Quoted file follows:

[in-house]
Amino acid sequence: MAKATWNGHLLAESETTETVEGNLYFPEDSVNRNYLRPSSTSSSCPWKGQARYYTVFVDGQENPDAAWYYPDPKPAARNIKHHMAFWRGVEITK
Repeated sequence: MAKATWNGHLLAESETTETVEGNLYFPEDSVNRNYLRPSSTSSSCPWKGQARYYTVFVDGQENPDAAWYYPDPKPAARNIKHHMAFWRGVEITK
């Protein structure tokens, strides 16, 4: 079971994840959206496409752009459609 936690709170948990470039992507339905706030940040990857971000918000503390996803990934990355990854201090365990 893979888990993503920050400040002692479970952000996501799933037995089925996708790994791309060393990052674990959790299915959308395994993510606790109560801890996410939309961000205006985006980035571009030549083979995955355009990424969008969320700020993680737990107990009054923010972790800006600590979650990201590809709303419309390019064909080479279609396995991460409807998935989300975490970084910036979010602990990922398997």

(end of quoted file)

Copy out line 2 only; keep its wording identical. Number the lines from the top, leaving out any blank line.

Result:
Amino acid sequence: MAKATWNGHLLAESETTETVEGNLYFPEDSVNRNYLRPSSTSSSCPWKGQARYYTVFVDGQENPDAAWYYPDPKPAARNIKHHMAFWRGVEITK